TOKYO -- A non-profit organization has launched a digital archive of the experiences of atomic-bomb survivors no longer living in Hiroshima and Nagasaki prefectures.
The project is intended to encourage young people in different parts of the country to learn and think about the experiences of survivors now living close to them.
The Tokyo-based "No more hibakusha," committed to passing on memories of the August 1945 atomic attacks on the cities of Hiroshima and Nagasaki, will share the survivors' stories on two websites: "Nagasaki Archives," launched in 2010, and "Hiroshima Archives," launched in 2011. Maps on the sites will feature icons of the survivors' faces on maps of Japan to show where they are currently living. Users will be able to read the survivors' stories by clicking on the icons.
Hidenori Watanave, a 44-year-old professor at the University of Tokyo graduate school, created the digital archive. He said, "I had made maps showing the locations where A-bomb survivors were staying when the bombs were dropped. However, I would like people who have no personal connection to Hiroshima and Nagasaki to know where the survivors are living and take an interest in their experiences."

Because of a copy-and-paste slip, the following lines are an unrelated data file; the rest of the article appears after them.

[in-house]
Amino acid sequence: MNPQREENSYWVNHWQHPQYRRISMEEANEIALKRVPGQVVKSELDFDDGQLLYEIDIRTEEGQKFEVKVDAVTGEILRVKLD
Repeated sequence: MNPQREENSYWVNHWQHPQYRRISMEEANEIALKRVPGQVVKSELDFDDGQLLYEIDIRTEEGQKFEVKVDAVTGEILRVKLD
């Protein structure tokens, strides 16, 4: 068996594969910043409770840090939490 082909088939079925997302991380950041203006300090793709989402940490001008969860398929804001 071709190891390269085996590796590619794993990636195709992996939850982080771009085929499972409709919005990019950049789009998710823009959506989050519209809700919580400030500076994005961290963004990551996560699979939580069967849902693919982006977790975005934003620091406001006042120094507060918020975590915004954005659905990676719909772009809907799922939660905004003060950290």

Some 35 university students and others joined a Sept. 18 event at the university's campus in Tokyo's Bunkyo Ward to hear stories from seven survivors living outside Hiroshima and Nagasaki and ask them questions. Audience member comments posted via smartphone also appeared under each survivor's story on the websites.
Organization director Fumioki Okayama, 33, told the Mainichi Shimbun, "I hope that visitors will feel closer to atomic bombing survivors by learning how they have lived their lives in Tokyo and other places after the atomic bombs were dropped." Okayama will hold similar events and collect more stories of the survivors living around Japan.
Fumino Shibata, a 93-year-old Hiroshima bombing survivor living in the western Tokyo suburb of Musashino, was also at the event. After being exposed to the bomb on Aug. 6, 1945, she came to Tokyo to visit her elder brother, who worked in the capital. Later, when she got married, Shibata said she could not reveal her A-bomb experience to her husband. She told the Mainichi, "Our experiences will be forgotten if we don't tell others. I hope that our stories will be passed on to the future."
(Japanese original by Asako Takeuchi, City News Department)